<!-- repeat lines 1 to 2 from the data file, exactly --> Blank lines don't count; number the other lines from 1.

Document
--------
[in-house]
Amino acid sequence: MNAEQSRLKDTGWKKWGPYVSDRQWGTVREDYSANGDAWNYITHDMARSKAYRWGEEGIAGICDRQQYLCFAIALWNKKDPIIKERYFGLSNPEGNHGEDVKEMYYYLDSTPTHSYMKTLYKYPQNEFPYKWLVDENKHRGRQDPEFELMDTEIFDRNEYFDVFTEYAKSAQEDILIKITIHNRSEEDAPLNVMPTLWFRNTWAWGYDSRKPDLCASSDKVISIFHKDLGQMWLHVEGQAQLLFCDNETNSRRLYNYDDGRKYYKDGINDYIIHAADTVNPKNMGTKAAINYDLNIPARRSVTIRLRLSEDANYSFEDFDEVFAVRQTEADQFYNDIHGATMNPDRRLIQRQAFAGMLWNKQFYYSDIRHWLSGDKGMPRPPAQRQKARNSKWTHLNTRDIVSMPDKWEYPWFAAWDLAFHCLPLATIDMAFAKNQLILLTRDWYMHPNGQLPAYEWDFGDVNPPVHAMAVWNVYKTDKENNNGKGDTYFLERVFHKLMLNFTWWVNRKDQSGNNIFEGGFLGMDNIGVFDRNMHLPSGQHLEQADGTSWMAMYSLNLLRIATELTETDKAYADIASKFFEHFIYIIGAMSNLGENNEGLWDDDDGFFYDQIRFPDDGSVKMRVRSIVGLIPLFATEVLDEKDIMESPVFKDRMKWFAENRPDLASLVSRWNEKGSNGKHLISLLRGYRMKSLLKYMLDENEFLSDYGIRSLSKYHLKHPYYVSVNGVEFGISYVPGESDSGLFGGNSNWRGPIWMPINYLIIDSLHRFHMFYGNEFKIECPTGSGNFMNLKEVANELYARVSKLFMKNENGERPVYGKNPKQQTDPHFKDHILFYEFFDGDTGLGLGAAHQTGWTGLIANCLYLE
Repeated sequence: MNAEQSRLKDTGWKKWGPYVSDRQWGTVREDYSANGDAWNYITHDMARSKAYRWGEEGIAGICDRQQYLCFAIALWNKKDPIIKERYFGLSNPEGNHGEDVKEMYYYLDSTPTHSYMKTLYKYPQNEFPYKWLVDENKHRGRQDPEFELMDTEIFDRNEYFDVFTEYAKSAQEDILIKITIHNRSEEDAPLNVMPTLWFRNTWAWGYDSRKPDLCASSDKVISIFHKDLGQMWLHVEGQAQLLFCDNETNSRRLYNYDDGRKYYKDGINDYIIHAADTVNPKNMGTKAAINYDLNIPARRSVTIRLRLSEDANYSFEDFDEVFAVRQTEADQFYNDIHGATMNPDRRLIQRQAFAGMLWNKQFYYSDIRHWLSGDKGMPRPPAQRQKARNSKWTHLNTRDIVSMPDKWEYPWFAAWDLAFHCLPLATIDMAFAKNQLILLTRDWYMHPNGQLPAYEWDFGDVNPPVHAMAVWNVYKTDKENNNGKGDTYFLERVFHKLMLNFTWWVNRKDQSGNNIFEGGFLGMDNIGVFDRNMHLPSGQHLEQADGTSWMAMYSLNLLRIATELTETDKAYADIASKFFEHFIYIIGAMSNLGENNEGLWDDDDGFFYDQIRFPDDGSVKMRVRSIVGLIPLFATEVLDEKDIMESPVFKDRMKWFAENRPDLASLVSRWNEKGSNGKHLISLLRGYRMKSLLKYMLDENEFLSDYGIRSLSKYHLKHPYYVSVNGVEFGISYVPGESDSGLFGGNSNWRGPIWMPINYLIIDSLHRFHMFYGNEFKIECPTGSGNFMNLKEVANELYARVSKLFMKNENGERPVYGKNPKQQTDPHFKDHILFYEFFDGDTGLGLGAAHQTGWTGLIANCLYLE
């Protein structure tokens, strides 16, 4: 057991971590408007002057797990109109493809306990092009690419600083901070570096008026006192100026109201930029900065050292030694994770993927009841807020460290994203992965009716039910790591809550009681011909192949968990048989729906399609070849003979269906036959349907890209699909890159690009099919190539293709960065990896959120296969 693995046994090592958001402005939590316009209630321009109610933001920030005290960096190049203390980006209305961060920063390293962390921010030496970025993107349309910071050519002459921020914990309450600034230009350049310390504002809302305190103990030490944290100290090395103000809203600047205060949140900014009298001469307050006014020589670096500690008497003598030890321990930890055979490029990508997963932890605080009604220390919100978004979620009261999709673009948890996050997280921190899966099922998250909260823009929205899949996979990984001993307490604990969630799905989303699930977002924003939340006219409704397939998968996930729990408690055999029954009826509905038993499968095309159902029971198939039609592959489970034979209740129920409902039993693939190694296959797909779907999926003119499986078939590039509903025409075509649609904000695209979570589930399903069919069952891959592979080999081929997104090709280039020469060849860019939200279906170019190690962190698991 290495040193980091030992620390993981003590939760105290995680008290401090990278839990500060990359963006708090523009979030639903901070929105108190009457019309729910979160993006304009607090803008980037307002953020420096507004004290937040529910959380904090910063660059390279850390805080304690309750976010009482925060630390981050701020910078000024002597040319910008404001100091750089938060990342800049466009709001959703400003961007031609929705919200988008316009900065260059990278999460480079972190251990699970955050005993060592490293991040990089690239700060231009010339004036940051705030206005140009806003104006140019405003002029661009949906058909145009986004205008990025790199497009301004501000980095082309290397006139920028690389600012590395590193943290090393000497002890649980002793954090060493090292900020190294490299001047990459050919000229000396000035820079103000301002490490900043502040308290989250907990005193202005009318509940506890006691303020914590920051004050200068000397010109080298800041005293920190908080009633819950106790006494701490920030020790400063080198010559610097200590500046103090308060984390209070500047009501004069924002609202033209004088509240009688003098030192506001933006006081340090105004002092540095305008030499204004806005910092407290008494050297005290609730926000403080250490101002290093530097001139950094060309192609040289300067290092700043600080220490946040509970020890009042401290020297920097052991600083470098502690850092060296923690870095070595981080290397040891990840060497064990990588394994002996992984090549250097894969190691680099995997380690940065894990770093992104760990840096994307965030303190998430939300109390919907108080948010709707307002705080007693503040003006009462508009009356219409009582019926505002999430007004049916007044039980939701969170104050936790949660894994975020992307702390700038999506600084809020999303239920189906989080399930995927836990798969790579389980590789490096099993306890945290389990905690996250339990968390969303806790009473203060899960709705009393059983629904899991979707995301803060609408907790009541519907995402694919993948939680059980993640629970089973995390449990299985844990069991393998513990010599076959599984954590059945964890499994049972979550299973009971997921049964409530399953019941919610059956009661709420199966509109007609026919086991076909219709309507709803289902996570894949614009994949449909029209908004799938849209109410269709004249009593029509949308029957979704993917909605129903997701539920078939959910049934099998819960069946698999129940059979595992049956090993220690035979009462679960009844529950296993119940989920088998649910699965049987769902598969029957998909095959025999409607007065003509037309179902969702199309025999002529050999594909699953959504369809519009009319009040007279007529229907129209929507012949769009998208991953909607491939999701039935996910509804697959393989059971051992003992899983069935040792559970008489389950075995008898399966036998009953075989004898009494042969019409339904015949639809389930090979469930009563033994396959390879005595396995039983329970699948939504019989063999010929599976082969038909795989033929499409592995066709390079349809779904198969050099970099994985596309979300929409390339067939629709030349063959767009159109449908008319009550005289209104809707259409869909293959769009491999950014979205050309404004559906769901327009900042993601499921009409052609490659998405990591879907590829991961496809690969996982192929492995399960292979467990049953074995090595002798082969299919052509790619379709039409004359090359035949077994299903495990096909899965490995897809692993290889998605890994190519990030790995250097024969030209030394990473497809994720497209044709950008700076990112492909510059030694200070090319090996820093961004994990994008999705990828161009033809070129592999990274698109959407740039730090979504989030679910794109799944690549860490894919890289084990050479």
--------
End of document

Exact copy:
[in-house]
Amino acid sequence: MNAEQSRLKDTGWKKWGPYVSDRQWGTVREDYSANGDAWNYITHDMARSKAYRWGEEGIAGICDRQQYLCFAIALWNKKDPIIKERYFGLSNPEGNHGEDVKEMYYYLDSTPTHSYMKTLYKYPQNEFPYKWLVDENKHRGRQDPEFELMDTEIFDRNEYFDVFTEYAKSAQEDILIKITIHNRSEEDAPLNVMPTLWFRNTWAWGYDSRKPDLCASSDKVISIFHKDLGQMWLHVEGQAQLLFCDNETNSRRLYNYDDGRKYYKDGINDYIIHAADTVNPKNMGTKAAINYDLNIPARRSVTIRLRLSEDANYSFEDFDEVFAVRQTEADQFYNDIHGATMNPDRRLIQRQAFAGMLWNKQFYYSDIRHWLSGDKGMPRPPAQRQKARNSKWTHLNTRDIVSMPDKWEYPWFAAWDLAFHCLPLATIDMAFAKNQLILLTRDWYMHPNGQLPAYEWDFGDVNPPVHAMAVWNVYKTDKENNNGKGDTYFLERVFHKLMLNFTWWVNRKDQSGNNIFEGGFLGMDNIGVFDRNMHLPSGQHLEQADGTSWMAMYSLNLLRIATELTETDKAYADIASKFFEHFIYIIGAMSNLGENNEGLWDDDDGFFYDQIRFPDDGSVKMRVRSIVGLIPLFATEVLDEKDIMESPVFKDRMKWFAENRPDLASLVSRWNEKGSNGKHLISLLRGYRMKSLLKYMLDENEFLSDYGIRSLSKYHLKHPYYVSVNGVEFGISYVPGESDSGLFGGNSNWRGPIWMPINYLIIDSLHRFHMFYGNEFKIECPTGSGNFMNLKEVANELYARVSKLFMKNENGERPVYGKNPKQQTDPHFKDHILFYEFFDGDTGLGLGAAHQTGWTGLIANCLYLE